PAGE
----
What Is Diabetic Arterial Disease?
People with diabetes are at much greater risk for heart and vascular disease compared to people who do not have diabetes.
Conditions associated with diabetic arterial disease include:
- Heart attacks
- Nonhealing wounds in the legs and feet
- High blood pressure
Causes of diabetic arterial disease
People with diabetes have too much sugar in their blood. This may change blood chemistry and cause blood vessels to narrow. Or, it can damage blood vessels — a process known as atherosclerosis.
Atherosclerosis is also called hardening of the arteries. It results when plaque — which is made up of cholesterol and other fats, calcium, and fibrous tissue — builds up in the walls of arteries.
If enough plaque builds up to narrow or block an artery for a prolonged period, it can cause damage to tissue and organs. The health problems that result depend on the location of any narrowing or blockage.
- Narrowing or blockage of an artery that supplies blood to the heart can result in heart attack.
- Blocked carotid arteries in the neck can result in a stroke.
- Blockages in the blood vessels to the legs may lead to difficulty walking or wounds in the feet. The same circulation problems often occur in the arteries that supply the eyes and kidneys.
Diabetic arterial disease risks
Factors that can increase your risk for diabetic vascular disease include:
- How long you have had diabetes
- How well your diabetes is controlled
- If you have high blood pressure or high cholesterol levels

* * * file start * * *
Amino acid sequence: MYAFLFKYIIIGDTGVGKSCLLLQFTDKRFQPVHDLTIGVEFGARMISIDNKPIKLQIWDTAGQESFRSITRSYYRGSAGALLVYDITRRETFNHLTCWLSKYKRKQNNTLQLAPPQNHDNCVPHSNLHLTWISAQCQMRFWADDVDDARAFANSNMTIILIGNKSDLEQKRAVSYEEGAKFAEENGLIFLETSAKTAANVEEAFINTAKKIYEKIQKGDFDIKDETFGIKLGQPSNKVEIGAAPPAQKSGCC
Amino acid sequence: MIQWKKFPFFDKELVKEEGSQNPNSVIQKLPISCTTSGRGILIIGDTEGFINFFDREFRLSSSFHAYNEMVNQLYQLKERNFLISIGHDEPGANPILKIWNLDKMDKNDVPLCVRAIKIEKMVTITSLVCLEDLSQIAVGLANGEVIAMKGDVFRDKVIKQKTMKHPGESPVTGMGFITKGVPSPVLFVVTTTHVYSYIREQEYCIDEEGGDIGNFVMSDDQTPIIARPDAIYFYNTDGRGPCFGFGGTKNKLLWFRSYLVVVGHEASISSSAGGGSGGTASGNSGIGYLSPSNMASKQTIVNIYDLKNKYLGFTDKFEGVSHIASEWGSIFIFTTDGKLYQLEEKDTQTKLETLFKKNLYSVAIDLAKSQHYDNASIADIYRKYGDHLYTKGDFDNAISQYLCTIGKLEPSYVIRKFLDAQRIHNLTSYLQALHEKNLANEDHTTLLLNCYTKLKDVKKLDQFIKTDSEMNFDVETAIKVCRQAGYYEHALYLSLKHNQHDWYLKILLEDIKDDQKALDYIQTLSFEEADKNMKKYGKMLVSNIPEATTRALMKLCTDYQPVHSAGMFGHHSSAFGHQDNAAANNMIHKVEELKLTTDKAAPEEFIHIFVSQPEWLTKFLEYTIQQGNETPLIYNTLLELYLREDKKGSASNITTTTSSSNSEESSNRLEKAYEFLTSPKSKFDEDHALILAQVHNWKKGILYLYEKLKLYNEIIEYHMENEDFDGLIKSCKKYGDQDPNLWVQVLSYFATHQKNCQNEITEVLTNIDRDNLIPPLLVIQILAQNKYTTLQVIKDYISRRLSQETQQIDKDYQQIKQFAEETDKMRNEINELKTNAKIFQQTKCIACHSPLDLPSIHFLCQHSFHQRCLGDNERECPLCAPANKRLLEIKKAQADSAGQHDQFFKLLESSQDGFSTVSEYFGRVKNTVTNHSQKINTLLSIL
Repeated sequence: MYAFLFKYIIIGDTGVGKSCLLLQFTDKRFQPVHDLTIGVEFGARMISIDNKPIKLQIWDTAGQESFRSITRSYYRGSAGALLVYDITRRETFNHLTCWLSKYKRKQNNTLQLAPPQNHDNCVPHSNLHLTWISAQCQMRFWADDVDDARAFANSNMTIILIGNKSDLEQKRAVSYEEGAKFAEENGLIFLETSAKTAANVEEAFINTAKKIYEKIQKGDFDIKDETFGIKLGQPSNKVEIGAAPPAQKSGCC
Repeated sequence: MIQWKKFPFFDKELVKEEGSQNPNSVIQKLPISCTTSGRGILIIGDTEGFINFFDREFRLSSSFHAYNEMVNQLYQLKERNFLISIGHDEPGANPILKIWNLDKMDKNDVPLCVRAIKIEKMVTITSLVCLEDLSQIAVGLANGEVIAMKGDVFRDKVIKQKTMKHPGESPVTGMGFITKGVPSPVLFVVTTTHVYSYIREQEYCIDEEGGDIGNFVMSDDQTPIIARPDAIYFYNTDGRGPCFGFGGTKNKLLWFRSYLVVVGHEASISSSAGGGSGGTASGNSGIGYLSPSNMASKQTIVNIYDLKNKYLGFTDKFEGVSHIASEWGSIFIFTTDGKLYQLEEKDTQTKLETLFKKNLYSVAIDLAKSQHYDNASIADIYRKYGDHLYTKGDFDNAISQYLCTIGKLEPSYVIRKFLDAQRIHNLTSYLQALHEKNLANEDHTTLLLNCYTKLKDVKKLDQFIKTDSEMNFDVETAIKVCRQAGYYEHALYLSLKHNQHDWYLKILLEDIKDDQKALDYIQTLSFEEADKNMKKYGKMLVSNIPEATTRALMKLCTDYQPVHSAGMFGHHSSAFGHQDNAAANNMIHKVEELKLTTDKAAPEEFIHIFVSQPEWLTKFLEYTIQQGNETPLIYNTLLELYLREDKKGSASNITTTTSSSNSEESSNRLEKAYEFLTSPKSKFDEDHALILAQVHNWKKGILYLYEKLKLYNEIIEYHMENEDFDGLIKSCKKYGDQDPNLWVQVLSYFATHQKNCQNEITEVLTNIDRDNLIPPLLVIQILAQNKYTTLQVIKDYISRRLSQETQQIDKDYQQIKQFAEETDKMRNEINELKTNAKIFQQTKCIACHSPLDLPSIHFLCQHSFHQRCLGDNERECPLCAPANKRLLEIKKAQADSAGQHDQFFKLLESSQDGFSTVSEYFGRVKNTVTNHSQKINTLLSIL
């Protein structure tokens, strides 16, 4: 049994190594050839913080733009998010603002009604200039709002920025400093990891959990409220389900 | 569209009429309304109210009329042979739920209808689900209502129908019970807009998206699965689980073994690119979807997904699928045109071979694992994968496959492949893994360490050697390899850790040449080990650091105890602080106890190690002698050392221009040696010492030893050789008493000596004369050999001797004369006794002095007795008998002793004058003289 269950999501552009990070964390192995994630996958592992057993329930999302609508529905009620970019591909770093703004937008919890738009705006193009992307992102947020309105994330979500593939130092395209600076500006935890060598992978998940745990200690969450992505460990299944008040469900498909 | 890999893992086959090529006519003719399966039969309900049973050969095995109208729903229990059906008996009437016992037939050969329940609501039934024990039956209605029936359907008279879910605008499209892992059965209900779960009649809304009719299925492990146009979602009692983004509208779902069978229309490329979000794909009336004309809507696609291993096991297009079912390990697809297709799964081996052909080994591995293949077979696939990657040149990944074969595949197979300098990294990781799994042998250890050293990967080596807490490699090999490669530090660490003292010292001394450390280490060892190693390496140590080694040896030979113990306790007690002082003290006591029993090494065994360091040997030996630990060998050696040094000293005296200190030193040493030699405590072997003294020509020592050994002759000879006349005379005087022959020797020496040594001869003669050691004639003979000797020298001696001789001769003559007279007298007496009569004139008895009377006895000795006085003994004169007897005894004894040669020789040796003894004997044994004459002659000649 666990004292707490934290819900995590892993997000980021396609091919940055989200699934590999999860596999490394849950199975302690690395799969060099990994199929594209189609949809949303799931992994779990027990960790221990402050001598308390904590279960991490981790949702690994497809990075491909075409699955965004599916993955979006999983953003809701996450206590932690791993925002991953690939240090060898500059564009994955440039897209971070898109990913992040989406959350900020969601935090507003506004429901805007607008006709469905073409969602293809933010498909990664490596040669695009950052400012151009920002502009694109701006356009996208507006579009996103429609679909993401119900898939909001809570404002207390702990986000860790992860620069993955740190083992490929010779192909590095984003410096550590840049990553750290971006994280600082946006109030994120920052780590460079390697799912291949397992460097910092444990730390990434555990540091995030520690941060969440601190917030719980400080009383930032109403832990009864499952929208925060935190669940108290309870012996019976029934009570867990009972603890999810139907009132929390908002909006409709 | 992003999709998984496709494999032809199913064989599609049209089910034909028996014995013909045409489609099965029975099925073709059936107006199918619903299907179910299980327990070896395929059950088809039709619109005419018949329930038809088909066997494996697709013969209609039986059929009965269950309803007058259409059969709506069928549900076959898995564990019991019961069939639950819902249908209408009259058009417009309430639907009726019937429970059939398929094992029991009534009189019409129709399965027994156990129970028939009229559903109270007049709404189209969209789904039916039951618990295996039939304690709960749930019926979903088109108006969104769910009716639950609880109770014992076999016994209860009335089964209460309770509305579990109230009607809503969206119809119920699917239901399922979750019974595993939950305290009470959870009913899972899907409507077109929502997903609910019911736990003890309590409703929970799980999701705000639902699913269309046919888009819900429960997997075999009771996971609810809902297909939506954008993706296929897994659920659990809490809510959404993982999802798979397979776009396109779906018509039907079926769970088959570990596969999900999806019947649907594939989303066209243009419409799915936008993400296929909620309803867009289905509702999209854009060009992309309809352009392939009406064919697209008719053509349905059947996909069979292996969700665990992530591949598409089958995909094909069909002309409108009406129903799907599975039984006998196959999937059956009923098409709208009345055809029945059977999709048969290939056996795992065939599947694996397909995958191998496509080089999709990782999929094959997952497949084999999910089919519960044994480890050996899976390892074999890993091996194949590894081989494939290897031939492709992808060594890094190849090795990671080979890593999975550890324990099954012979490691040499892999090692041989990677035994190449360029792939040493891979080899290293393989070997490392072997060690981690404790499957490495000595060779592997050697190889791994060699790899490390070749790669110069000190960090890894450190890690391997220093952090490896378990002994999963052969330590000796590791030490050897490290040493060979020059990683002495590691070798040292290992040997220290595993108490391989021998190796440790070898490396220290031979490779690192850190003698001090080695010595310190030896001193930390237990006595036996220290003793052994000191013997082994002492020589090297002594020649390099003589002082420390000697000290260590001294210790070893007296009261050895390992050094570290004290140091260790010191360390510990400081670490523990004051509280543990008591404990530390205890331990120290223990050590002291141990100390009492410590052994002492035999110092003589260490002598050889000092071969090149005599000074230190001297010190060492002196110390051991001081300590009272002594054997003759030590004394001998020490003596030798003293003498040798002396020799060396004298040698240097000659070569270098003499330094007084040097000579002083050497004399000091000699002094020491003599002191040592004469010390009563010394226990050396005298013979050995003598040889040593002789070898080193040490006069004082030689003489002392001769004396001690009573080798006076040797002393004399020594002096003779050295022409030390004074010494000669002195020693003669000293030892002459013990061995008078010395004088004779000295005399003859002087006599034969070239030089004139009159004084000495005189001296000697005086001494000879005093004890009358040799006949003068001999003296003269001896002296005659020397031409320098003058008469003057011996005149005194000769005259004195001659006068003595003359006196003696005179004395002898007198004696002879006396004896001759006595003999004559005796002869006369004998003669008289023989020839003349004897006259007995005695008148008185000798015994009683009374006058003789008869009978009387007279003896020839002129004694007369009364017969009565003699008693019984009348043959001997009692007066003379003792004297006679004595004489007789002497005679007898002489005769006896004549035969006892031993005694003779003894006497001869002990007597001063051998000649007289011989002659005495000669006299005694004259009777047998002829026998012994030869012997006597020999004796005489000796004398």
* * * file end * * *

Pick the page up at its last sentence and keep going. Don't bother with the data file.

- If you use tobacco
- If you do not exercise
- If you are overweight or obese
- If you eat a high-fat diet
These factors can also worsen diabetic arterial disease that already exists.
Diabetic arterial disease complications
People with diabetes are more likely to have a heart attack or stroke, or experience kidney disease.
Diabetic arterial disease typically affects smaller arteries — including those that lead to the eyes, kidneys, fingers, feet, and toes — causing nerve and circulation problems. This combination can create a number of health issues, such as loss of feeling in the feet.
Because many people with diabetes develop nerve problems, they may not notice that their feet are injured, which can lead to:
- Sores (ulcers) that heal slowly or do not heal
- Tissue death (gangrene), in the worst cases, which can lead to amputation
Why choose UPMC for diabetic arterial disease care?
- Vascular surgeons at the UPMC Heart and Vascular Institute treat more than 1,000 people with diabetic arterial disease each year.
- We pioneered wound care in western Pennsylvania, starting the first wound clinic in the area and providing expertise in evaluating and treating diabetic foot wounds.
- Our comprehensive, team-based approach includes vascular, orthopaedic, plastic, and general surgeons — as well as podiatry and internal medicine professionals — all working together to provide an effective treatment plan that is right for you.
Learn More About Diabetic Arterial Disease
From the Society for Vascular Surgery
From our Health Library at UPMC.com: